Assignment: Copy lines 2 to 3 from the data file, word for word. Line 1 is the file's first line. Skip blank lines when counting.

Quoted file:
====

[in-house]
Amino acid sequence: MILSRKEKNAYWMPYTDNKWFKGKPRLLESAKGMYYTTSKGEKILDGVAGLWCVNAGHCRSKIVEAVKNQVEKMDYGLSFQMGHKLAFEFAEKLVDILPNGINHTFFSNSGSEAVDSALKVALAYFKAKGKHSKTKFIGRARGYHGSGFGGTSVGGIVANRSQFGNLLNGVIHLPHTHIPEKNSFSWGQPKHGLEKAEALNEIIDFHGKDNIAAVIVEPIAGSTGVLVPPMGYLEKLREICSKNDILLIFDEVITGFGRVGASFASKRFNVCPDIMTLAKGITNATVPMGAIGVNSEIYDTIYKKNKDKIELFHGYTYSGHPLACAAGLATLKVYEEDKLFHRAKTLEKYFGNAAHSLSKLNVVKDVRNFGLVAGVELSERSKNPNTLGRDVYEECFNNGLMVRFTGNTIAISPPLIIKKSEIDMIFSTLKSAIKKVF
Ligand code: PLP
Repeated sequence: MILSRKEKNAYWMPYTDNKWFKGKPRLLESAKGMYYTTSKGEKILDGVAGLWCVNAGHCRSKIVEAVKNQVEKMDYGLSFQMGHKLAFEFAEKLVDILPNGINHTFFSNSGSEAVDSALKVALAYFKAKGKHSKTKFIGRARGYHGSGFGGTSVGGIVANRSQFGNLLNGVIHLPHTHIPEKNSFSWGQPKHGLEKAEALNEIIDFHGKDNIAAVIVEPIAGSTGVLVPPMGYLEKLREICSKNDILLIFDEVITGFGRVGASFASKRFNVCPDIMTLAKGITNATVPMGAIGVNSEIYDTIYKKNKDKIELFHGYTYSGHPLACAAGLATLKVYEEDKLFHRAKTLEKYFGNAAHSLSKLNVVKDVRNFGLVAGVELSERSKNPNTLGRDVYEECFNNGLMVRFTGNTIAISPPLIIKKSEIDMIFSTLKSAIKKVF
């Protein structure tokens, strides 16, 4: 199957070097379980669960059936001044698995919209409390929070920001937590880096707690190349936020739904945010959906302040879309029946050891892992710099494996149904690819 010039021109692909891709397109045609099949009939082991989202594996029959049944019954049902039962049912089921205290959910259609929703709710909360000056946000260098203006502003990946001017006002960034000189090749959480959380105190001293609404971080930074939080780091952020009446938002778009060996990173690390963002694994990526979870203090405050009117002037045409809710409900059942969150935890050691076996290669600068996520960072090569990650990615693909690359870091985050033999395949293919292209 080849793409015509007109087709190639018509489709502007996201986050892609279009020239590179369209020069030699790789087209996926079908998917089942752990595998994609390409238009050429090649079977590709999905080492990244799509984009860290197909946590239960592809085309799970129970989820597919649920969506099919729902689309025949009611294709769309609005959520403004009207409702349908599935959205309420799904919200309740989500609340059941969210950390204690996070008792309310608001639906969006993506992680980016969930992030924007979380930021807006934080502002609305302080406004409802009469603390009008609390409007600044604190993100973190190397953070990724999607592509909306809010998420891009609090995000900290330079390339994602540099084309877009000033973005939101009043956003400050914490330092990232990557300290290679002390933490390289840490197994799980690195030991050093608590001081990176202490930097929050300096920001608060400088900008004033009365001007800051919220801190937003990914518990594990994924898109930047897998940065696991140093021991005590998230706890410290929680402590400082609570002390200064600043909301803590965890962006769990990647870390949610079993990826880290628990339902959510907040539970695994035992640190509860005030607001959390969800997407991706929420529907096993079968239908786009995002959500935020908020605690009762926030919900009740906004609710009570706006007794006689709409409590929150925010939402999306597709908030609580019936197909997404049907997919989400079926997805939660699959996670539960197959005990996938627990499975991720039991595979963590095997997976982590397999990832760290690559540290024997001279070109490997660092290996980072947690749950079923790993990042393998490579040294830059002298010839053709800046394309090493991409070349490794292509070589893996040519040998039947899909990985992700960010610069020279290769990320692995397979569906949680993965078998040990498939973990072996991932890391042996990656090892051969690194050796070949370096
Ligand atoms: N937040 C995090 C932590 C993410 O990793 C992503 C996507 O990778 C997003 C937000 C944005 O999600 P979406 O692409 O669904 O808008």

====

Amino acid sequence: MILSRKEKNAYWMPYTDNKWFKGKPRLLESAKGMYYTTSKGEKILDGVAGLWCVNAGHCRSKIVEAVKNQVEKMDYGLSFQMGHKLAFEFAEKLVDILPNGINHTFFSNSGSEAVDSALKVALAYFKAKGKHSKTKFIGRARGYHGSGFGGTSVGGIVANRSQFGNLLNGVIHLPHTHIPEKNSFSWGQPKHGLEKAEALNEIIDFHGKDNIAAVIVEPIAGSTGVLVPPMGYLEKLREICSKNDILLIFDEVITGFGRVGASFASKRFNVCPDIMTLAKGITNATVPMGAIGVNSEIYDTIYKKNKDKIELFHGYTYSGHPLACAAGLATLKVYEEDKLFHRAKTLEKYFGNAAHSLSKLNVVKDVRNFGLVAGVELSERSKNPNTLGRDVYEECFNNGLMVRFTGNTIAISPPLIIKKSEIDMIFSTLKSAIKKVF
Ligand code: PLP